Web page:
Opinion

Making a federal issue out of a (legitimate) local concern

What does a small local group do when a quiet residential community strongly objects to — and then rejects – the plan to build a 27,000 square foot structure  in a space that zoning might allow, at most, a 3000 square foot structure, if it were appropriate for the area, to be built? Appeal to the federal government, of course, and infer a civil rights violation based on the claim that the objection to the project is motivated by religious bias.
That’s exactly what the group that wants to erect a huge mosque in Norwalk did – and, with the federal government’s help, prevailed over the objections of local residents and their elected and appointed officials. The group sought and received the federal power of Eric Holder’s Dept. of Justice to further its plan. The sponsor of the project is a local Muslim community numbering about 100 members that wants to erect a building large enough to accommodate 1000 people, with a lack of parking for anywhere near that number. As it stands now, this proposal is being pushed onto the local government by the federal government, and against the wishes of those abutting neighbors who are most directly affected.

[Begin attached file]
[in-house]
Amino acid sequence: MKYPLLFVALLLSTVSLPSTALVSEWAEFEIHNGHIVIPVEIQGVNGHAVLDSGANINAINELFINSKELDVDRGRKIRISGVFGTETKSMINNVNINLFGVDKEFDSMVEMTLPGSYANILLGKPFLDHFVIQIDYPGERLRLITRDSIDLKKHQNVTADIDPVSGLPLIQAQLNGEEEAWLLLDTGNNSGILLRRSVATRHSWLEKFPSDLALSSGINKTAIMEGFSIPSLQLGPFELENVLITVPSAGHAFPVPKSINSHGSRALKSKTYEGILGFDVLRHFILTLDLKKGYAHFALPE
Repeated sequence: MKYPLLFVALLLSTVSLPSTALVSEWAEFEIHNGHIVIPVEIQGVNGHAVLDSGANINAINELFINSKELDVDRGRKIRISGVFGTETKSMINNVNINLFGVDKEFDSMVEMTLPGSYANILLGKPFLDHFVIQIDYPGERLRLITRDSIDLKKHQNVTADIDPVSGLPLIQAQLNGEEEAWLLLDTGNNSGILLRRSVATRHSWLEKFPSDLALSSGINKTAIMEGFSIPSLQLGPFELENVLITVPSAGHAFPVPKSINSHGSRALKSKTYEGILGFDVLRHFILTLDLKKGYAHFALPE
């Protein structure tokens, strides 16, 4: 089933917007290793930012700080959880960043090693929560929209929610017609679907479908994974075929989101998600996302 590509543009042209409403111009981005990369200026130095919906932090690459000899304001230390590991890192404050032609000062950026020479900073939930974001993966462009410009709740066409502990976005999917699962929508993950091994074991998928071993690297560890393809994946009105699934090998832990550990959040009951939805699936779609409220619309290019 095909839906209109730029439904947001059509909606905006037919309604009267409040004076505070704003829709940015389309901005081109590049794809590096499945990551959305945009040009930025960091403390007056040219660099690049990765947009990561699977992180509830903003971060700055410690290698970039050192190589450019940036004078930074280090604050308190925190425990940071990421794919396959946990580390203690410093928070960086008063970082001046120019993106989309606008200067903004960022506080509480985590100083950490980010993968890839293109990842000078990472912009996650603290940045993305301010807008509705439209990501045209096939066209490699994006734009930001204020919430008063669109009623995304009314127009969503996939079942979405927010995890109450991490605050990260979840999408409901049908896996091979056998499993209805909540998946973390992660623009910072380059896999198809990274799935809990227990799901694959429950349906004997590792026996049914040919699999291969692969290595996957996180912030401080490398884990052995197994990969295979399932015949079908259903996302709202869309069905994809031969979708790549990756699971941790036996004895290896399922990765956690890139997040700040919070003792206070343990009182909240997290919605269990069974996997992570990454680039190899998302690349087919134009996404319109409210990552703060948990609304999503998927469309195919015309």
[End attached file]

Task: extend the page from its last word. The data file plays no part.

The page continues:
Outside of the local area, news coverage of this issue has been sparse. But the precedents for building mega mosques in small communities is far ranging and has spurred numerous local conflicts in places like Boston, New York, and Tennessee. Previous experience tells us that this will grind on for some time, though the help provided by Holder and company is a new variable not present in the other disputes.
The first coverage of it – in a blog, RadicalIslam.org, by Ryan Mauro – includes  this quote from local resident Brian Dough: “I don’t want to live near a Wal-Mart or a 27,000 square foot building, and I don’t think anyone in the neighborhood does. There’s no room, and this is huge.” Norwalk’s Mayor Richard Moccia also affirmed that the local objection to the construction project “was not based on any religious bias.” As Mauro points out though, a local zoning issue quickly moves to a conversation about victimization when the charge of Islamophobia comes into play.
The Ledger will follow this story as it develops.
— nrg

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